Know Your Chances
This book has been shown in two randomized trials to improve peoples' understanding of risk in the context of health care choices.Key Concepts addressed:
- 1-1 治療は害を及ぼすことがある
- 1-2 体験談は信憑性のないエビデンス
- 1-7 利益相反に気を付けること
- 1-9 早期発見が必ずしも良いとは限らない
- 1-11 治療の仕組みについての説明は間違っている可能性がある
- 1-12 劇的な治療効果はまれである
- 2-1 治療効果を特定するためには比較が必要です
- 2-2 比較群は同等でなければなりません
- 2-3 転帰は元の群で解析する必要があります
- 2-5 自分がどの治療を受けたのかを知るべきではありません
- 2-15 人数または転帰イベントの少ない公正な比較は誤解を招く可能性があります
- 2-16 信頼区間は報告する必要があります
- 2-17 「統計学的有意性」と「重要性」を混同しないでください
- 2-8 関連する公正な比較はすべて検討してください
- 2-13 効果の相対的な測定は誤解を招く可能性があります
- 3-1 測定された転帰はあなたにとって重要ですか？
- 3-3 あなたの環境では、その治療法は実用的ですか？
- 2-12 サブグループ解析は誤解を招く可能性があります
The goal of this book is to help you better understand health information by teaching you about the numbers behind the messages—the medical statistics on which the claims are based. The book will also familiarize you with risk charts, which are designed to help you put your health concerns in perspective. By learning to understand the numbers and knowing what questions to ask, you’ll be able to see through the hype and find the credible information—if any—that remains.
Copyright © 2008, The Regents of the University of California.
Browse the contents:
- What This Book is About
- Part 1. What Is My Risk?
- Part 2. Can I Reduce My Risk?
- Part 3. Does Risk Reduction Have Downsides?
- Part 4. Developing a Healthy Skepticism
- Extra Help
Every day we are faced with news stories, ads, and public service announcements that describe health threats and suggest ways we can protect ourselves. It’s impossible to watch television, open a magazine, read a newspaper, or go online without being bombarded by messages about the dangers we face.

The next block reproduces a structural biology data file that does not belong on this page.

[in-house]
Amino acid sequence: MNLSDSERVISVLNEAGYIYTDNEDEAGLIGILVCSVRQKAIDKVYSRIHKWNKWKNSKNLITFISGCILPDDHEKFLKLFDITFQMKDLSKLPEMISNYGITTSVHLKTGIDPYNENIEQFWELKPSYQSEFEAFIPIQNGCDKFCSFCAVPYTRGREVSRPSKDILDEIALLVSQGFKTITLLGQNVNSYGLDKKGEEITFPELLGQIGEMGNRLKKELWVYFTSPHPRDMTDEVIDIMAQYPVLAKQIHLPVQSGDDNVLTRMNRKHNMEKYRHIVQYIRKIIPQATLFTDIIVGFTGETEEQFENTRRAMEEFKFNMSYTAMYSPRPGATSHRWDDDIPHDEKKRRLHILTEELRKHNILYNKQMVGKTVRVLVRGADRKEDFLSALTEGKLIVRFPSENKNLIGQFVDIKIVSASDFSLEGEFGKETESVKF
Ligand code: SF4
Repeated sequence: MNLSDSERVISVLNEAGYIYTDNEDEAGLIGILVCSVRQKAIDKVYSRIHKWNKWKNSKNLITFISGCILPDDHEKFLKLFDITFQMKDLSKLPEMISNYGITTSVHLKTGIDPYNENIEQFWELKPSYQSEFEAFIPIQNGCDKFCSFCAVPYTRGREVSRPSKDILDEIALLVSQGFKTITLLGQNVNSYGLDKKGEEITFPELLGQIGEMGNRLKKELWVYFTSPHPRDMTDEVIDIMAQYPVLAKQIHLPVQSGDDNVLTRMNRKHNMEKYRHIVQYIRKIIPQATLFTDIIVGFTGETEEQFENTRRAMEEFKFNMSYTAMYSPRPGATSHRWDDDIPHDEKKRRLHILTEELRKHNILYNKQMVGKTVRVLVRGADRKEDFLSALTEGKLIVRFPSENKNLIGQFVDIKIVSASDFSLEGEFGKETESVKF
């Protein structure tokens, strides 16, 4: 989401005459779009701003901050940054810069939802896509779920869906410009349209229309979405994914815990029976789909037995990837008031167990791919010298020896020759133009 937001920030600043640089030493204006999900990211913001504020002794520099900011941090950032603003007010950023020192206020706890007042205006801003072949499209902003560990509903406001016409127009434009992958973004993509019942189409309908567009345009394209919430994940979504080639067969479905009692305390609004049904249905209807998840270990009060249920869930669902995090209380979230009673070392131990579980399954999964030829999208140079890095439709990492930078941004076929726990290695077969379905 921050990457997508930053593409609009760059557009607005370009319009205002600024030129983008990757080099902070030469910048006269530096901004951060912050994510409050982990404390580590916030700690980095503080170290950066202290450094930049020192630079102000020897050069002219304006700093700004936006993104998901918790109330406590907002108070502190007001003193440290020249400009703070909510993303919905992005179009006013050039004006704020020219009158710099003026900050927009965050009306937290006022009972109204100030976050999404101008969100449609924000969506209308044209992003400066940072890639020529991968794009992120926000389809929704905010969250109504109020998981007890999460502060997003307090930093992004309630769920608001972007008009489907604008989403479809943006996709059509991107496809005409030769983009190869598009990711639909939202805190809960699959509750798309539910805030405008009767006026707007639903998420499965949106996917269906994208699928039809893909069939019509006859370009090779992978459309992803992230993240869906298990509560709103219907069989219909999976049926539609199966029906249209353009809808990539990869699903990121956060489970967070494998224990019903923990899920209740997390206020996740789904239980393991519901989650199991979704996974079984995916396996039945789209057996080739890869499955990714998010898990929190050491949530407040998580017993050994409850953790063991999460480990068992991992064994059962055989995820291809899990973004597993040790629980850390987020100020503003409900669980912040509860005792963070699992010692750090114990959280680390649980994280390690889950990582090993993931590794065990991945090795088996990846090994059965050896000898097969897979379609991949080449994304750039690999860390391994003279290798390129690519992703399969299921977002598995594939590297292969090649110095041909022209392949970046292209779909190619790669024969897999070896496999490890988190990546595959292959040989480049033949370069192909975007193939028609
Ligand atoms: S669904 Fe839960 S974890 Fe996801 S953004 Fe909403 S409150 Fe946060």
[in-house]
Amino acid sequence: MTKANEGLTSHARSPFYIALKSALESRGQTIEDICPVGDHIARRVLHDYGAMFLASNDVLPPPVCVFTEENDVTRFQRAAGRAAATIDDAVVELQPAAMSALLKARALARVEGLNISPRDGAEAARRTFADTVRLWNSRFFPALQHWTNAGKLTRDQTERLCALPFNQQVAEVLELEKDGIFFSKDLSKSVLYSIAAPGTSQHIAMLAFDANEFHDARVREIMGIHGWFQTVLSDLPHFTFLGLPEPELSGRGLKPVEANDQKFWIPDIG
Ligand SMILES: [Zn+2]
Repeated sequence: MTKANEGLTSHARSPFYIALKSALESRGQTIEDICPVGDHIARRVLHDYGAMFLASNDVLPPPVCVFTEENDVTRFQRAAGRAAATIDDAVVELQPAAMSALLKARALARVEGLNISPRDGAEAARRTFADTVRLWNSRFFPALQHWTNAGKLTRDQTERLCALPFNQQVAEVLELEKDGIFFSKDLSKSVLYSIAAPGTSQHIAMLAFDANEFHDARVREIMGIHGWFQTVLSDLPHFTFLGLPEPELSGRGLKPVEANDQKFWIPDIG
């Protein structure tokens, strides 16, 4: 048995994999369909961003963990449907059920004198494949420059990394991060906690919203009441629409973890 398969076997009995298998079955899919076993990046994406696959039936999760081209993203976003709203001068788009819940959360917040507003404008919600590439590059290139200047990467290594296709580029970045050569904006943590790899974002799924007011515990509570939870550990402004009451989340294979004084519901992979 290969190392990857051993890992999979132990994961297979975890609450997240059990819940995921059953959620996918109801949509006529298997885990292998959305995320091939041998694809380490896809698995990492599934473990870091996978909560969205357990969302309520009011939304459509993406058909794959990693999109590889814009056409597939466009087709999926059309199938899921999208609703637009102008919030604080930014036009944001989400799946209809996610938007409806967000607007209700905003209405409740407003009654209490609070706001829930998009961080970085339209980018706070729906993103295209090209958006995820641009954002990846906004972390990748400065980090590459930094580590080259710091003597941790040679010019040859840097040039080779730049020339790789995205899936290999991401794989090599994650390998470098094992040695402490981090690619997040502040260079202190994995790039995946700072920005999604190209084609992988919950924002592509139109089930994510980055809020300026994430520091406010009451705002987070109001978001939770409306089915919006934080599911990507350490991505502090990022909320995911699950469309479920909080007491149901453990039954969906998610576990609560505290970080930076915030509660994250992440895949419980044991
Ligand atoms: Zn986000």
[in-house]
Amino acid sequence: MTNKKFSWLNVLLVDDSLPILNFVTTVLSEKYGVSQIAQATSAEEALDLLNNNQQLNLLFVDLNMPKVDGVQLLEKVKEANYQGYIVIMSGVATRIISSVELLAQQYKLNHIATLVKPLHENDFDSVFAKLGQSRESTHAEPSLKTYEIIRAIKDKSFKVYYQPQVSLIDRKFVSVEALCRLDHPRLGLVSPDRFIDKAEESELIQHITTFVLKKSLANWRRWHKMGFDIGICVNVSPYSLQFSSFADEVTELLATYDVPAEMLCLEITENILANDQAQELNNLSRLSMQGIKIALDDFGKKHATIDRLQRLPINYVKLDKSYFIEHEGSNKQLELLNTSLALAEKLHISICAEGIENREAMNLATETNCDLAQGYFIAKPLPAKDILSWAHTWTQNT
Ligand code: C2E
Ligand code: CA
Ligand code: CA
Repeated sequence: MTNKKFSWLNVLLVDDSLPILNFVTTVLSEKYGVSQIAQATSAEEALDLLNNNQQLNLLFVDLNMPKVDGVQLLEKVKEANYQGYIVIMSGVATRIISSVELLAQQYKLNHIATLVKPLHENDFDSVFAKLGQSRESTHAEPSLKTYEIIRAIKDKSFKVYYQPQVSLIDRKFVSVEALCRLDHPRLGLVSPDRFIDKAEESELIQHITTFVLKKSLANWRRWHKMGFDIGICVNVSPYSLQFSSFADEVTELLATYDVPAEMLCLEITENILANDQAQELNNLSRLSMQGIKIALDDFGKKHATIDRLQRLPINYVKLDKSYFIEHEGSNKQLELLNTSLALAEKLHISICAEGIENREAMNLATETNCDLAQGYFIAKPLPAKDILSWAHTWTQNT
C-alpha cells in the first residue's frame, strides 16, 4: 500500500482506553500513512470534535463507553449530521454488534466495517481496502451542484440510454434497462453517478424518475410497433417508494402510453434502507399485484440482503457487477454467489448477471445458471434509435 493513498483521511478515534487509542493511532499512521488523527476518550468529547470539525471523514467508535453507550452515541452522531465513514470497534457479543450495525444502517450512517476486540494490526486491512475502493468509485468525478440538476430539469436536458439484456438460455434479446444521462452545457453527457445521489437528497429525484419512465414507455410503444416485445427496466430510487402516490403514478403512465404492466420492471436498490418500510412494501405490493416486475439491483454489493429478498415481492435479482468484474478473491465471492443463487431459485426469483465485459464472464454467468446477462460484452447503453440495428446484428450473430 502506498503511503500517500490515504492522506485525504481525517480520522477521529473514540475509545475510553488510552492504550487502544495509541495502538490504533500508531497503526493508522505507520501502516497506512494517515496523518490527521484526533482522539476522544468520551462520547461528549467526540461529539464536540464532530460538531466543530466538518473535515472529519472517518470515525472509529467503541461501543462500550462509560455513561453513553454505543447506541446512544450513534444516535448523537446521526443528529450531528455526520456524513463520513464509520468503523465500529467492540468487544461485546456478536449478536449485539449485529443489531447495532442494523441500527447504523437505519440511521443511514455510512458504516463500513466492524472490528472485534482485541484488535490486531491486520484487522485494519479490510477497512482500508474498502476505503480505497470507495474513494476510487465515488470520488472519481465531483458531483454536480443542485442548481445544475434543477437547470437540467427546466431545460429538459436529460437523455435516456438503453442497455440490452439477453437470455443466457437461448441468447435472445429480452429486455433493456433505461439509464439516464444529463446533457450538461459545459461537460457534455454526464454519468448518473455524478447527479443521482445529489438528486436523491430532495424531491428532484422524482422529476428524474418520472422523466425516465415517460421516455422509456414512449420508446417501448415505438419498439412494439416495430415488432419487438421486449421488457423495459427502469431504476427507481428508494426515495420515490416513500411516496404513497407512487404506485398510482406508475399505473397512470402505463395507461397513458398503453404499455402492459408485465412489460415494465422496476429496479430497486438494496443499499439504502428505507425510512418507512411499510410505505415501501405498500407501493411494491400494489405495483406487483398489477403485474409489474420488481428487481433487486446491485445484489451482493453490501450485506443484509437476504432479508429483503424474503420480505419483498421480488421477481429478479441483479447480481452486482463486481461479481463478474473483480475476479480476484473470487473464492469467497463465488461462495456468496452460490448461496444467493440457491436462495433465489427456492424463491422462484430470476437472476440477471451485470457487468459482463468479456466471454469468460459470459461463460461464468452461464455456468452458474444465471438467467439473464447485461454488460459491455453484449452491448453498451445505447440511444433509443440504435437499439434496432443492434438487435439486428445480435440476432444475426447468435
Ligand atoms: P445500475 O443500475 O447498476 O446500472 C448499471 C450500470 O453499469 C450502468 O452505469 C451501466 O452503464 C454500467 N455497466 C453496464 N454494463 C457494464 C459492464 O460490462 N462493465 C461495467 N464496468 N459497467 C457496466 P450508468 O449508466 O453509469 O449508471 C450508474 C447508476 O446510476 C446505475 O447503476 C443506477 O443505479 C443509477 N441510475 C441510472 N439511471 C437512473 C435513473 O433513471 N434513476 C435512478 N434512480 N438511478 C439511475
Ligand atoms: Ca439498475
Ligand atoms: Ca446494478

Many of the messages are intended to be scary, warning us that we are surrounded by danger and hinting that everything we do or neglect to do brings us one step closer to cancer, heart disease, and death. Other messages are intended to be full of hope, reassuring us that technological miracles and breakthrough drugs can save us all. And many messages do both: they use fear to make us feel vulnerable and then provide some hope by telling us what we can do (or buy) to lower our risk. In addition, as you may suspect, a great many of these messages are wildly exaggerated: many of the risks we hear about are really not so big, and the benefits of many of the miraculous breakthroughs are often pretty small.
As a result, we are often left misinformed and confused. But it doesn’t have to be that way.